Paul Witkop is pastor of Light of the Desert Lutheran Church in Cave Creek.

Man standing on a rock at sunrise
Photo by Simon Migaj from Pexels

My three brothers all visited me a couple of years ago during the Waste Management Open. To avoid the biggest crowds, we attended on a beautiful Arizona Thursday. There were almost 120,000 people there — the biggest Thursday ever, exceeding the record by 30,000 and the parking lots were full.

We rode the bus to the front gate, and we had fun following around Tiger and Bubba and several other golfers. When we had enough, we went to back to the front gate, only to discover that the waiting line was about one-and-a-half hours to wait for the bus to take us back to the parking lot. One of the attendants suggested that we just walk back because we could be there in 20 minutes. So, we did!

We knew that we were parked in section H and we had marked our spot by siting a building just on the other side of the utility road. We walked and walked and walked some more — and sure enough, in about 15 minutes, we found section H. So now, we needed to look for the building. Section H was very big — and there were lots of cars. So, we walked and walked and walked along the utility road, looking for the building to identify our parking spot. We walked another 15 minutes and then another 15 minutes …and still could not find the building. We were now very frustrated because we knew we were close. Where was that elusive building? Finally, we saw a parking attendant. We described to him the landmark we had chosen that morning because we thought was too big to lose.

“Oh, that building,” he said. “We tore it down and hauled it away early this afternoon.”

We had done our best. We had a rock-solid strategy to keep us from getting lost, or so we thought. We thought, “That building will always be there. It will never move.” But it did move. It was not the permanent, never changing landmark that we thought it was.

Life is full of surprises, some of which can be very difficult to believe or to accept. COVID-19 has been one of those surprises. None of us would have ever dreamed of something so devastating that would affect people all over the whole world. I know one person who confessed discouragement because his thriving pre-COVID-19 company was now on life-support. Still others are suffering from long-term lingering virus effects. I spoke with a man who was shattered because his wife had just left him to file for divorce after 40 years of marriage.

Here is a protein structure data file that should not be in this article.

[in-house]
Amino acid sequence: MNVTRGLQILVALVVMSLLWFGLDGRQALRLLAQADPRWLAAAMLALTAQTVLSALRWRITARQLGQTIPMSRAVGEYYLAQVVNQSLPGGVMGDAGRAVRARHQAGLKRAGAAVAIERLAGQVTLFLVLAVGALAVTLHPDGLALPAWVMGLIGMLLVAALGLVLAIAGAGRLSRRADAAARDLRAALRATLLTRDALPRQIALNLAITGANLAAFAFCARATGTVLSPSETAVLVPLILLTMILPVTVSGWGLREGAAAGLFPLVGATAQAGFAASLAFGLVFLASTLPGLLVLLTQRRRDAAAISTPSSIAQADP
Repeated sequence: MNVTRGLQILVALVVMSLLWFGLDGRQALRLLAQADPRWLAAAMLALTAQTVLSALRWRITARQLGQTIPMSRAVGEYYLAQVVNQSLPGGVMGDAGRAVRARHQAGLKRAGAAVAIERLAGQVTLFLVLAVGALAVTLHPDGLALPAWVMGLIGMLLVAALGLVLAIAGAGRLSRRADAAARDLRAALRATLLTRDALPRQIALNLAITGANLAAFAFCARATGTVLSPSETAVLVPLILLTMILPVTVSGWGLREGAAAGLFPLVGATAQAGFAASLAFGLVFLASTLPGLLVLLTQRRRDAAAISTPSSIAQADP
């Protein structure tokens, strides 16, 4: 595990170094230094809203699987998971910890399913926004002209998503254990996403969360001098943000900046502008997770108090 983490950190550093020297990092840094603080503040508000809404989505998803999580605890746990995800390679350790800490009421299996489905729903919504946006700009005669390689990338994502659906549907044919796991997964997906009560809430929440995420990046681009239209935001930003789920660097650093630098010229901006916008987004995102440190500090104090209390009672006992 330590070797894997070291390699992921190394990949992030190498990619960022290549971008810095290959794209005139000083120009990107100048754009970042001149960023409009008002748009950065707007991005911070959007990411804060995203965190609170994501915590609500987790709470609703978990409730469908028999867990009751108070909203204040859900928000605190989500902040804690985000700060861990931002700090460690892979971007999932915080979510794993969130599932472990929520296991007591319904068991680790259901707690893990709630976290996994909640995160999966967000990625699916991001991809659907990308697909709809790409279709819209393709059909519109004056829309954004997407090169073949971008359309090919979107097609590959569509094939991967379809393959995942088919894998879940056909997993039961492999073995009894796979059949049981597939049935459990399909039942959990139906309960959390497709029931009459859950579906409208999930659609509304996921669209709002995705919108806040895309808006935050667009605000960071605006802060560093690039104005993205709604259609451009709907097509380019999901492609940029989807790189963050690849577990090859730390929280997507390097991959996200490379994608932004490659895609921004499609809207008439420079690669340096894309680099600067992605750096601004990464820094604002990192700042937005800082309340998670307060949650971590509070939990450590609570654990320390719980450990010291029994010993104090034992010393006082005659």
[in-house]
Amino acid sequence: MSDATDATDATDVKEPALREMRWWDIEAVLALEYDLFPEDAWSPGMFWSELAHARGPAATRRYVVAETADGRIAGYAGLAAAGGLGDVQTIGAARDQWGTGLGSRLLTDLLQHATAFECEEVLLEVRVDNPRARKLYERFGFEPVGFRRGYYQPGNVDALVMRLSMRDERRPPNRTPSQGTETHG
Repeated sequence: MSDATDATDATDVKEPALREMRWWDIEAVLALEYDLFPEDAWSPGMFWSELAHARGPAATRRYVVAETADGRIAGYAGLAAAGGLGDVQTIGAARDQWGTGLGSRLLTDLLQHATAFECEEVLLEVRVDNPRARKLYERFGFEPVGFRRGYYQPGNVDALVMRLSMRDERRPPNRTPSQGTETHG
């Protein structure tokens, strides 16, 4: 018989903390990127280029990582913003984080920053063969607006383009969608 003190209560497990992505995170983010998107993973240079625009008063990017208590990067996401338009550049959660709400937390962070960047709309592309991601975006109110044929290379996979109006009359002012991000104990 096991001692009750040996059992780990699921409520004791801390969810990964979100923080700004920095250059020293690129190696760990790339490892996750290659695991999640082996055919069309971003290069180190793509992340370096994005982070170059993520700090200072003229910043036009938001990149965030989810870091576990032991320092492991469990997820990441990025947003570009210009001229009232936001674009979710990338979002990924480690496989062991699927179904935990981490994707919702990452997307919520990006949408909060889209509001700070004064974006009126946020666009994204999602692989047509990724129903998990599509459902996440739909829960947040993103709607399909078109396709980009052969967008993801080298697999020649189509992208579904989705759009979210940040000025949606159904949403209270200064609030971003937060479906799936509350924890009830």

When Jesus’ disciples discovered that Jesus had been put to death on a cross, they were deeply discouraged and defeated. They had followed him for three years and they were sure that he was the one in whom they could put their trust. He was the one who was immovable. He held their futures, and his death was not in their plans. God had one more surprise in his plans. Jesus’ death was not the end…God’s plans were even greater when he raised Jesus from the dead.

You might be discouraged because the people you had once counted on have failed you. Or maybe another seemingly rock-solid pillar in your life has crumbled. Life is full of surprises and those people or those things that we thought to be most reliable, most permanent…they often move on us.

Jesus Christ is the only one who has ever defeated death. We celebrate Easter because Jesus is secure. He is our landmark that will never move. If this season finds you anxious about the future and feeling defeated, I invite you to trust in his unchanging love, forgiveness, and guidance. Be encouraged…that with the risen Jesus Christ, all things are possible.

I invite you to connect with a church in your area or with us at

Recommended for you

(0) comments

Welcome to the discussion.

Thank you for taking part in our commenting section. We want this platform to be a safe and inclusive community where you can freely share ideas and opinions. Comments that are racist, hateful, sexist or attack others won’t be allowed. Just keep it clean. Do these things or you could be banned:

• Don’t name-call and attack other commenters. If you’d be in hot water for saying it in public, then don’t say it here.

• Don’t spam us.

• Don’t attack our journalists.

Let’s make this a platform that is educational, enjoyable and insightful.

Email questions to